The Impact of Geomechanics on Monitoring Techniques for CO2 Injection and Storage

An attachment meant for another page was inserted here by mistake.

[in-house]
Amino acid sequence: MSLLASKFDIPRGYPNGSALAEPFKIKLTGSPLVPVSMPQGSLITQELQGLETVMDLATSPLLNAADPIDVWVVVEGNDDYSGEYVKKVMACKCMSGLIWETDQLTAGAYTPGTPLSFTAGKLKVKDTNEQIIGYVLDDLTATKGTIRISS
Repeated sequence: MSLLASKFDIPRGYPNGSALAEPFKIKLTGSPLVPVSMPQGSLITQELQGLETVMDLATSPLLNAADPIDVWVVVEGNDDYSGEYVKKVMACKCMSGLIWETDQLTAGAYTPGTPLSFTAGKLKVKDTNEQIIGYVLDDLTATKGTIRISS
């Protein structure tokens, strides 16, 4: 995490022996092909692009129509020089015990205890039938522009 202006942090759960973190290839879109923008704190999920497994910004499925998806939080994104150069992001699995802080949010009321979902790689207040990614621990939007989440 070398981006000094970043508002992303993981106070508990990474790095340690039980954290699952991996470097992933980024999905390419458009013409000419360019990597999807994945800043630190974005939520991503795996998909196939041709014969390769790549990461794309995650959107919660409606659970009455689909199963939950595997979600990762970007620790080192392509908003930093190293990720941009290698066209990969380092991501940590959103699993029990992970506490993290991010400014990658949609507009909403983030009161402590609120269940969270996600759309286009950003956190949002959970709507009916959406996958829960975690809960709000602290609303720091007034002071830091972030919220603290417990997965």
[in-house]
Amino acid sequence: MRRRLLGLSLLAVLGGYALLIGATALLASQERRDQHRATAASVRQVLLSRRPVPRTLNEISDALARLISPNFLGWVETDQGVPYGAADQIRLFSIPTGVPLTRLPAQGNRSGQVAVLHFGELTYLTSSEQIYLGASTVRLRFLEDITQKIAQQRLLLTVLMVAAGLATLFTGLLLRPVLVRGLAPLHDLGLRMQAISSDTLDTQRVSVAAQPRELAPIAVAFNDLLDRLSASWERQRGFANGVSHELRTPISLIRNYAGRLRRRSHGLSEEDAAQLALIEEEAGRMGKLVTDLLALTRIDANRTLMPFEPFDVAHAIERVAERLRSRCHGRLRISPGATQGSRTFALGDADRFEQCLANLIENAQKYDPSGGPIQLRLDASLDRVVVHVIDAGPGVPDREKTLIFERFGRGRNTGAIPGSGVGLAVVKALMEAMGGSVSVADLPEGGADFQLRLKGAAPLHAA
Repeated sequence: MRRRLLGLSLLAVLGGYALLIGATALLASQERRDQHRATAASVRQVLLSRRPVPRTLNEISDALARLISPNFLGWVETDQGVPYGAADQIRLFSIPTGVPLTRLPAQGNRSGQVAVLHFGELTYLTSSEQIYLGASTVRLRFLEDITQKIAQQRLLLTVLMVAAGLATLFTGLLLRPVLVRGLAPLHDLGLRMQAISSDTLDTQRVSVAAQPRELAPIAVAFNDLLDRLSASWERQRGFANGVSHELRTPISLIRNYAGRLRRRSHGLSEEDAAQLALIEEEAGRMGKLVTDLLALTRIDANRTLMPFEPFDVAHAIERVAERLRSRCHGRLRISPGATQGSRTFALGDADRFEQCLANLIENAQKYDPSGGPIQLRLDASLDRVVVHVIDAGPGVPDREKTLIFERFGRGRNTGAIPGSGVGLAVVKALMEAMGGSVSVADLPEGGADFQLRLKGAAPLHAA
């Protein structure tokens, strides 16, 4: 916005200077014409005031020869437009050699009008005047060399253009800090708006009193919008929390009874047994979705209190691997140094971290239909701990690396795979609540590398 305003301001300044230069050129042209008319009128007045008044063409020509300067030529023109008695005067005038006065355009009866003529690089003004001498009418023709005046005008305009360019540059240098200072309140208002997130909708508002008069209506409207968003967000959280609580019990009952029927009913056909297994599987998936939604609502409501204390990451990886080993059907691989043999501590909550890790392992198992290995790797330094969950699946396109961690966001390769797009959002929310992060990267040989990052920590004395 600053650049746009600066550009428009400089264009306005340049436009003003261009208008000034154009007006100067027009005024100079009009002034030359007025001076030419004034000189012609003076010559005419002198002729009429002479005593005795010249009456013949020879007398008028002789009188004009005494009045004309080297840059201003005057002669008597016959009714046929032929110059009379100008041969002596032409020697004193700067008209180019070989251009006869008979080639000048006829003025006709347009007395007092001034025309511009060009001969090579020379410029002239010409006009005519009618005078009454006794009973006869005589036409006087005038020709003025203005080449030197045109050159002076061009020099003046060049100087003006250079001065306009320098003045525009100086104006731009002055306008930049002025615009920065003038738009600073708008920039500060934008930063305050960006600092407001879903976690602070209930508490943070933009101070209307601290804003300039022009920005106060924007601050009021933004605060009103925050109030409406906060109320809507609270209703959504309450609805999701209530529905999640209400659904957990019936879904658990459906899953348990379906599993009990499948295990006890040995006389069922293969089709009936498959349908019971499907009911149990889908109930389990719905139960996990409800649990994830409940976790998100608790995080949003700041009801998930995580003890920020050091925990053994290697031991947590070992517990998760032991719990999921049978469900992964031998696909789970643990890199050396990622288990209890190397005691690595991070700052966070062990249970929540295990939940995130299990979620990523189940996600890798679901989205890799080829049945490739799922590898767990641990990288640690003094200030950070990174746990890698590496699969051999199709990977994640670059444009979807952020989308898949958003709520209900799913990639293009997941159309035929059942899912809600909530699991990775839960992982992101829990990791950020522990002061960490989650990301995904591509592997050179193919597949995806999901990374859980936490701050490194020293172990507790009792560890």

Surface seismic and vertical seismic profile (VSP) time-lapse surveys have demonstrated the capability of temporally and spatially tracking the storage of CO2 within the subsurface geological formation, however quantitatively linking changes in seismic attributes to fluid flow remains problematic. This study uses coupled geomechanical-fluid flow models to generate seismic attributes and compares the impact of geomechanics on seismic attributes to non-coupled models. Prediction of seismic data may be important in predictive modelling of fluid flow properties for CO2 storage projects and aid in the design of monitoring programs, and the calibration of predictive models. Incorporating geomechanical impacts on seismic attribute predictions will increase the level of sophistication of fluid flow models and may improve the predictive capabilities of such model. Future work will involve the analysis of seismic attribute prediction using a full study of material, geometric and fault properties in the existing model, and extension of this work to a full field North Sea depleted field model, using the initial work as a benchmark.